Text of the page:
British Land, the real estate investment trust, says it has overcome Eurozone headwinds to produce profits ahead of expectations and net asset value (NAV) growth.
In the 12 months to the end of March the British Land NAV grew 4.9% to £5.1bn, or 595p per share, while the total portfolio value gained 2.6% to £10.3bn. Chris Grigg, British Land's Chief Executive, noted that after a couple of years of recovery in property values following the credit crunch, the last year has been much more challenging, reflecting the emergence of economic and political tensions in the Eurozone and, closer to home, faltering economic growth in the UK.
British Land borrowed £468m more in the 12 month reporting period to leave net debt at £4.9bn. The firm's loan to value ratio now stands at 45.3%.
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Underlying profits before tax were £269m during the year, up 5.1% on the £256m seen in 2010/2011 and ahead of the consensus forecast of £265.8m.
Rental income from the portfolio, which includes the Meadowhall shopping centre in Sheffield, came in at £546m, up 5.4% on the prior year, while portfolio occupancy increased to 98.0% from 97.8%.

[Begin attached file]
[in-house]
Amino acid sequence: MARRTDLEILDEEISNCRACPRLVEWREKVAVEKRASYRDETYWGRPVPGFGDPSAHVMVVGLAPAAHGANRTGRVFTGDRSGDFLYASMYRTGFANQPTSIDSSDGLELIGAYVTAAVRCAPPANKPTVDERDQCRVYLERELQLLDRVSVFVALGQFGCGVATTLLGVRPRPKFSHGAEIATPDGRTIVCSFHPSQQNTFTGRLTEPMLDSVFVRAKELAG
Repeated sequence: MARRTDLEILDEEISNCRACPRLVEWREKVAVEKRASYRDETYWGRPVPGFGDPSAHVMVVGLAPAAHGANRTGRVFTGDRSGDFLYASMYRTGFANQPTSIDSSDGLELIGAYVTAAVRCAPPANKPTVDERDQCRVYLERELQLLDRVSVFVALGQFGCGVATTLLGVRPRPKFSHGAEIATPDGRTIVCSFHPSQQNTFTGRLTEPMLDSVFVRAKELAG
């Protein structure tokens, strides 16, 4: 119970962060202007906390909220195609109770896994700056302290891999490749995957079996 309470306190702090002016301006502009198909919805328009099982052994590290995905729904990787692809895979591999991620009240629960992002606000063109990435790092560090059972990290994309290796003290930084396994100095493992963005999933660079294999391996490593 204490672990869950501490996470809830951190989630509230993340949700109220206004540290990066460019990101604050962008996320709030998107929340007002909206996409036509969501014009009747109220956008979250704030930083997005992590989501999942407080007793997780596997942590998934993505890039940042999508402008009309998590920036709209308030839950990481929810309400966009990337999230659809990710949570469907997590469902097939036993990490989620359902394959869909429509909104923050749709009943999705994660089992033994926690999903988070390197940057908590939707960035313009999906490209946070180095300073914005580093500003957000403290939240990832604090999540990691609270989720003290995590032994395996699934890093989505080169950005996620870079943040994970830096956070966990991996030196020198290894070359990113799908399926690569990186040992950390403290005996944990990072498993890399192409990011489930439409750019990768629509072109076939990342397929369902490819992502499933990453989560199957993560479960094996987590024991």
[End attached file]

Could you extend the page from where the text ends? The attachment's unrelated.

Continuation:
Footfall across the group's UK retail portfolio was up 0.3%, significantly outperforming the industry average which fell 2.0%, Grigg noted. Occupancy remained high at 98.3%, he added.
On the Offices side of the business, the proportion of office rent subject to lease break or expiry over the next three years fell from 12.0% a year ago to 4.9%.
"These are good results, and that's in a tougher environment. Our profits, valuation and NAV are all up. We outperformed the broader UK commercial property market on almost all key measures and our balance sheet is strong," Grigg said, adding that the key market trends continue to favour its business mix, what with the firm's focus on London.
The group intends to reshape its portfolio more swiftly than in the past as it seeks to reinvest in higher growth opportunities.
"We do remain cautious about the overall economic environment which remains difficult; we expect it to remain so with the UK economy growing slowly at best and the Eurozone crisis unlikely to resolve quickly. Against this background, we expect property capital values in the UK to be variable in the near term," Grigg revealed.
The final dividend will be 6.6p per share bringing the total for the year to 26.1p - in line with expectations.
In the last 12 months British Land shares have dropped 17.5%, although they have gained 5.7% since the start of 2012.
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